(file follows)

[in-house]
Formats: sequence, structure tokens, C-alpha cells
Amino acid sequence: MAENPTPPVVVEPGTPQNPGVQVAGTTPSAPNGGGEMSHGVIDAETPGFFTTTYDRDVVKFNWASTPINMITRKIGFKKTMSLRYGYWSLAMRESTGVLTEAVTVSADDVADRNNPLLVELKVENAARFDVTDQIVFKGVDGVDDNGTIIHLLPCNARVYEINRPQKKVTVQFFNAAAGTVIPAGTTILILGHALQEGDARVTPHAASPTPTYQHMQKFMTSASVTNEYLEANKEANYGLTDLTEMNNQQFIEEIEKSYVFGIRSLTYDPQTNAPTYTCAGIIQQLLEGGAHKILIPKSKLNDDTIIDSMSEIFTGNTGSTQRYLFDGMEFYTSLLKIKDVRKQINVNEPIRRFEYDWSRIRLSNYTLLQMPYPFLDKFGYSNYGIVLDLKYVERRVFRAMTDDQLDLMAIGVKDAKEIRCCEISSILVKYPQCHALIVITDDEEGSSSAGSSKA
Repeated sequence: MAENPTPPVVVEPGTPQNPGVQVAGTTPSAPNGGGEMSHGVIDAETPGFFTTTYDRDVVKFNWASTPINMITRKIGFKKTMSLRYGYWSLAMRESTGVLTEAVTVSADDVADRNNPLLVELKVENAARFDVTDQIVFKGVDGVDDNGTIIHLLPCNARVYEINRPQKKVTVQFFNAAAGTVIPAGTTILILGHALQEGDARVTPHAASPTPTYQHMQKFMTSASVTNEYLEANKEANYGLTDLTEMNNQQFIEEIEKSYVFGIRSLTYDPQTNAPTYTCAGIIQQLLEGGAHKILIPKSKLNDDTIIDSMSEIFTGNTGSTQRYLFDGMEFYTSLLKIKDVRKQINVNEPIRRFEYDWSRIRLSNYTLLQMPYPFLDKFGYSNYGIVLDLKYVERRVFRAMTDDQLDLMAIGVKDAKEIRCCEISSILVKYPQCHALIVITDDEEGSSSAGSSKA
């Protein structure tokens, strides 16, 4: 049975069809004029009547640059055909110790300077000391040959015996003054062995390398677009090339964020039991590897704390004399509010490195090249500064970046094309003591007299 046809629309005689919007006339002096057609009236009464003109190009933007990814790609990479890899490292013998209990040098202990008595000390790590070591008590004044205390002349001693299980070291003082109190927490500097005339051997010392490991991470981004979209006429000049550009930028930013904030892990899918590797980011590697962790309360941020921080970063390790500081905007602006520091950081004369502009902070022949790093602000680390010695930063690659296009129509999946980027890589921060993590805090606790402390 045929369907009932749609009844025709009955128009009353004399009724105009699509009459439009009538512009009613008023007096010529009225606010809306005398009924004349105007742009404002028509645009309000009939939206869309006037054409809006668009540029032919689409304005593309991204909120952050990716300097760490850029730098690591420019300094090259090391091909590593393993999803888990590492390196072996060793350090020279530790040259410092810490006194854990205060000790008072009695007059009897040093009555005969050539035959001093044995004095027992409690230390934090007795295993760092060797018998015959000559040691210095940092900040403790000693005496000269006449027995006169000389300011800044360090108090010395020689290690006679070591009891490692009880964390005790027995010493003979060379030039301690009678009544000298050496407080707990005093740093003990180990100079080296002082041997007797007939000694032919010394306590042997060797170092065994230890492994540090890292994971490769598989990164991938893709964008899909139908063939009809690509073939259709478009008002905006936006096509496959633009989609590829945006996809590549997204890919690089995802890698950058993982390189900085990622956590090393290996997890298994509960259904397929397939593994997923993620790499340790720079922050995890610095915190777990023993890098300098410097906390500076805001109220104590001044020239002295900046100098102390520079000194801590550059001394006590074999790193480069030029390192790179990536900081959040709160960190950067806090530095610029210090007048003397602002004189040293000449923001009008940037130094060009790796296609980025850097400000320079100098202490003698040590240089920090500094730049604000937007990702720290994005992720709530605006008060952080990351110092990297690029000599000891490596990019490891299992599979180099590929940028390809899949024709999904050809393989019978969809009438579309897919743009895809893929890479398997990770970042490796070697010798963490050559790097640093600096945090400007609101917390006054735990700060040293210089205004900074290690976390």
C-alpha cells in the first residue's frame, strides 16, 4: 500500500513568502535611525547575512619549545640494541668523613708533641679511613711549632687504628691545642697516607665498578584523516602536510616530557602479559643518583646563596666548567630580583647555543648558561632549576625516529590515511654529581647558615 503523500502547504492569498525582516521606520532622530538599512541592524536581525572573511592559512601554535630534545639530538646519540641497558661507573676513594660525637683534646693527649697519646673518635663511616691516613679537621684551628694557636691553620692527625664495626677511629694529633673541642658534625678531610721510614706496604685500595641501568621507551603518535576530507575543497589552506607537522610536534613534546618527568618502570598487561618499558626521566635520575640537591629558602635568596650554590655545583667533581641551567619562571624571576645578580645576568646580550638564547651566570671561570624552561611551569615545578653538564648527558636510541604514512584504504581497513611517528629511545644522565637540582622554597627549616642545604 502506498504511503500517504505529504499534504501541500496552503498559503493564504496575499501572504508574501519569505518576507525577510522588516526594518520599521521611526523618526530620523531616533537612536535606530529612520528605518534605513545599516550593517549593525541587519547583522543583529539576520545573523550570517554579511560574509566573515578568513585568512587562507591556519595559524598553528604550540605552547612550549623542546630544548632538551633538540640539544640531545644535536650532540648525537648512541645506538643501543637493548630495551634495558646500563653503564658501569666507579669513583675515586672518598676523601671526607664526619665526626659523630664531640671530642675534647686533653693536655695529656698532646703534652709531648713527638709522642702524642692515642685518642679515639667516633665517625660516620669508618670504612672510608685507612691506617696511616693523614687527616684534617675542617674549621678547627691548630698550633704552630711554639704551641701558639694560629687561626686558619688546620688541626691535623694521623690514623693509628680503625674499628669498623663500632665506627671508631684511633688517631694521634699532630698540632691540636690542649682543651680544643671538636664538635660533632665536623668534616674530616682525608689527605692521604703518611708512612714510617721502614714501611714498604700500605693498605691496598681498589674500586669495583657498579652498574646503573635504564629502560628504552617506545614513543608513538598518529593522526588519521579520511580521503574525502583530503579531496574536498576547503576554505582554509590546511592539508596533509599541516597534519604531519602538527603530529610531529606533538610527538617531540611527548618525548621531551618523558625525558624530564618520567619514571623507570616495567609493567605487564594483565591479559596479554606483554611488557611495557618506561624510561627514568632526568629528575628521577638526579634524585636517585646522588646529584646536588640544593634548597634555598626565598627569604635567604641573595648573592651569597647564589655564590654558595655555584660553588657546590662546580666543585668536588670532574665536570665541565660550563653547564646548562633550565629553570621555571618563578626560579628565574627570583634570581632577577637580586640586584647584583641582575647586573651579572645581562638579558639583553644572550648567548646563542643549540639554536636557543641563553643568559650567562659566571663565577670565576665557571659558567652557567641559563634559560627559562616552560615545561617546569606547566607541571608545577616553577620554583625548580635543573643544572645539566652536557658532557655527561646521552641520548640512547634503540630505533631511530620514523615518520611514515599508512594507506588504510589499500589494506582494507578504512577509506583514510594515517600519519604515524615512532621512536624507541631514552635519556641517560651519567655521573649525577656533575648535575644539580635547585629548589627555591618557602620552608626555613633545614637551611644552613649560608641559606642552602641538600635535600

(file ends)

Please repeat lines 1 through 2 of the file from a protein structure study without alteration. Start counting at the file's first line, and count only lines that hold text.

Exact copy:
[in-house]
Formats: sequence, structure tokens, C-alpha cells